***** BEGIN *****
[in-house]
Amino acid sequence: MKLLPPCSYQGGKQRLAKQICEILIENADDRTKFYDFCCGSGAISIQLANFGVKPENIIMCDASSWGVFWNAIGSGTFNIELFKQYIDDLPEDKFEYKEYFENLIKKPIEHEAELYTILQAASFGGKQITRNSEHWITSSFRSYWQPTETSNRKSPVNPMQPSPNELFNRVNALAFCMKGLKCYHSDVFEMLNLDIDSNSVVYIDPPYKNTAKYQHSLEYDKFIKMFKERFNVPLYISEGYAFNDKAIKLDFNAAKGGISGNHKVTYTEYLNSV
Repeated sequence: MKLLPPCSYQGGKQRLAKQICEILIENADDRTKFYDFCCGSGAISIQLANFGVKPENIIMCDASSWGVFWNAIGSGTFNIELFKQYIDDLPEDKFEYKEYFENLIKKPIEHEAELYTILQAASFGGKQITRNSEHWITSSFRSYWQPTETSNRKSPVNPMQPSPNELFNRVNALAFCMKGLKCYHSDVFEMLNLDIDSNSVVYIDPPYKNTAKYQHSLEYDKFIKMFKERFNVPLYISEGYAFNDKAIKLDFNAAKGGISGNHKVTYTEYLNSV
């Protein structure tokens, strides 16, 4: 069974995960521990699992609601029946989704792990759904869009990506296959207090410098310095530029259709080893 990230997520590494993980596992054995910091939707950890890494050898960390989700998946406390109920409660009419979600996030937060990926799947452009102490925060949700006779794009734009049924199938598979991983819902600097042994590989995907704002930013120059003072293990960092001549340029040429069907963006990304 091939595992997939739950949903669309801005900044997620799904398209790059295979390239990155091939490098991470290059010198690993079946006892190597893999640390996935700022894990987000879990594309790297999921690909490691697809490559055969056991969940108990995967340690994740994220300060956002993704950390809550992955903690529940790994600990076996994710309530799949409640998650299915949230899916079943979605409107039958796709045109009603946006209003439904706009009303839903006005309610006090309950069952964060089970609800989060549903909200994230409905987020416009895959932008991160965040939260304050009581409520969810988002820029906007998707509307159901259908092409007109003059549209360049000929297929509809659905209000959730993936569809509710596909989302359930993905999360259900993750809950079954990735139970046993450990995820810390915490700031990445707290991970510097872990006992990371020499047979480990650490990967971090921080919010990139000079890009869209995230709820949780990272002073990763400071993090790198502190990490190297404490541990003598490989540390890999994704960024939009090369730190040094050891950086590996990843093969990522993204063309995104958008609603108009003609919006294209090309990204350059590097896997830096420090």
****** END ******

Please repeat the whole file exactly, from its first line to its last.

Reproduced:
[in-house]
Amino acid sequence: MKLLPPCSYQGGKQRLAKQICEILIENADDRTKFYDFCCGSGAISIQLANFGVKPENIIMCDASSWGVFWNAIGSGTFNIELFKQYIDDLPEDKFEYKEYFENLIKKPIEHEAELYTILQAASFGGKQITRNSEHWITSSFRSYWQPTETSNRKSPVNPMQPSPNELFNRVNALAFCMKGLKCYHSDVFEMLNLDIDSNSVVYIDPPYKNTAKYQHSLEYDKFIKMFKERFNVPLYISEGYAFNDKAIKLDFNAAKGGISGNHKVTYTEYLNSV
Repeated sequence: MKLLPPCSYQGGKQRLAKQICEILIENADDRTKFYDFCCGSGAISIQLANFGVKPENIIMCDASSWGVFWNAIGSGTFNIELFKQYIDDLPEDKFEYKEYFENLIKKPIEHEAELYTILQAASFGGKQITRNSEHWITSSFRSYWQPTETSNRKSPVNPMQPSPNELFNRVNALAFCMKGLKCYHSDVFEMLNLDIDSNSVVYIDPPYKNTAKYQHSLEYDKFIKMFKERFNVPLYISEGYAFNDKAIKLDFNAAKGGISGNHKVTYTEYLNSV
């Protein structure tokens, strides 16, 4: 069974995960521990699992609601029946989704792990759904869009990506296959207090410098310095530029259709080893 990230997520590494993980596992054995910091939707950890890494050898960390989700998946406390109920409660009419979600996030937060990926799947452009102490925060949700006779794009734009049924199938598979991983819902600097042994590989995907704002930013120059003072293990960092001549340029040429069907963006990304 091939595992997939739950949903669309801005900044997620799904398209790059295979390239990155091939490098991470290059010198690993079946006892190597893999640390996935700022894990987000879990594309790297999921690909490691697809490559055969056991969940108990995967340690994740994220300060956002993704950390809550992955903690529940790994600990076996994710309530799949409640998650299915949230899916079943979605409107039958796709045109009603946006209003439904706009009303839903006005309610006090309950069952964060089970609800989060549903909200994230409905987020416009895959932008991160965040939260304050009581409520969810988002820029906007998707509307159901259908092409007109003059549209360049000929297929509809659905209000959730993936569809509710596909989302359930993905999360259900993750809950079954990735139970046993450990995820810390915490700031990445707290991970510097872990006992990371020499047979480990650490990967971090921080919010990139000079890009869209995230709820949780990272002073990763400071993090790198502190990490190297404490541990003598490989540390890999994704960024939009090369730190040094050891950086590996990843093969990522993204063309995104958008609603108009003609919006294209090309990204350059590097896997830096420090």